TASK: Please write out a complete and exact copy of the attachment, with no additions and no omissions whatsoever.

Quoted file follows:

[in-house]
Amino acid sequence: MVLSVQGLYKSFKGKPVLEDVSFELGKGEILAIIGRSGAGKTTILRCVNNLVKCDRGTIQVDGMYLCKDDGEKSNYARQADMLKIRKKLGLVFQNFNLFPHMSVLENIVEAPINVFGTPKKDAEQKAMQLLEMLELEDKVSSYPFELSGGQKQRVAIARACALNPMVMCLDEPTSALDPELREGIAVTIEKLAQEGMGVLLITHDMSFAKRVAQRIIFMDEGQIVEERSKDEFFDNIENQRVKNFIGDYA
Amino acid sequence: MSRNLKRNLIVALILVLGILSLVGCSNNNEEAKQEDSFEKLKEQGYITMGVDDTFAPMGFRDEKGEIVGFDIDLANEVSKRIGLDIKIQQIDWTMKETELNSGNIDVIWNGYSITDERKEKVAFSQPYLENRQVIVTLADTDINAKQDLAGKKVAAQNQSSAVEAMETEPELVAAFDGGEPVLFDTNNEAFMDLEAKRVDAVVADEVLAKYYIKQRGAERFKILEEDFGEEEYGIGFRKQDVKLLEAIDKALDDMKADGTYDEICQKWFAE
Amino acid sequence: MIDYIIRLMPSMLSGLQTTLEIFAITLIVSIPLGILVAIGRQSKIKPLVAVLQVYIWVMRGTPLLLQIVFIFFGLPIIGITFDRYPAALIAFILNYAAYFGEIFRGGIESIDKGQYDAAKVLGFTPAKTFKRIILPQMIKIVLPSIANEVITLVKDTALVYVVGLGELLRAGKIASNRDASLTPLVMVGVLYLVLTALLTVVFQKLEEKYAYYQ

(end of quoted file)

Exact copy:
[in-house]
Amino acid sequence: MVLSVQGLYKSFKGKPVLEDVSFELGKGEILAIIGRSGAGKTTILRCVNNLVKCDRGTIQVDGMYLCKDDGEKSNYARQADMLKIRKKLGLVFQNFNLFPHMSVLENIVEAPINVFGTPKKDAEQKAMQLLEMLELEDKVSSYPFELSGGQKQRVAIARACALNPMVMCLDEPTSALDPELREGIAVTIEKLAQEGMGVLLITHDMSFAKRVAQRIIFMDEGQIVEERSKDEFFDNIENQRVKNFIGDYA
Amino acid sequence: MSRNLKRNLIVALILVLGILSLVGCSNNNEEAKQEDSFEKLKEQGYITMGVDDTFAPMGFRDEKGEIVGFDIDLANEVSKRIGLDIKIQQIDWTMKETELNSGNIDVIWNGYSITDERKEKVAFSQPYLENRQVIVTLADTDINAKQDLAGKKVAAQNQSSAVEAMETEPELVAAFDGGEPVLFDTNNEAFMDLEAKRVDAVVADEVLAKYYIKQRGAERFKILEEDFGEEEYGIGFRKQDVKLLEAIDKALDDMKADGTYDEICQKWFAE
Amino acid sequence: MIDYIIRLMPSMLSGLQTTLEIFAITLIVSIPLGILVAIGRQSKIKPLVAVLQVYIWVMRGTPLLLQIVFIFFGLPIIGITFDRYPAALIAFILNYAAYFGEIFRGGIESIDKGQYDAAKVLGFTPAKTFKRIILPQMIKIVLPSIANEVITLVKDTALVYVVGLGELLRAGKIASNRDASLTPLVMVGVLYLVLTALLTVVFQKLEEKYAYYQ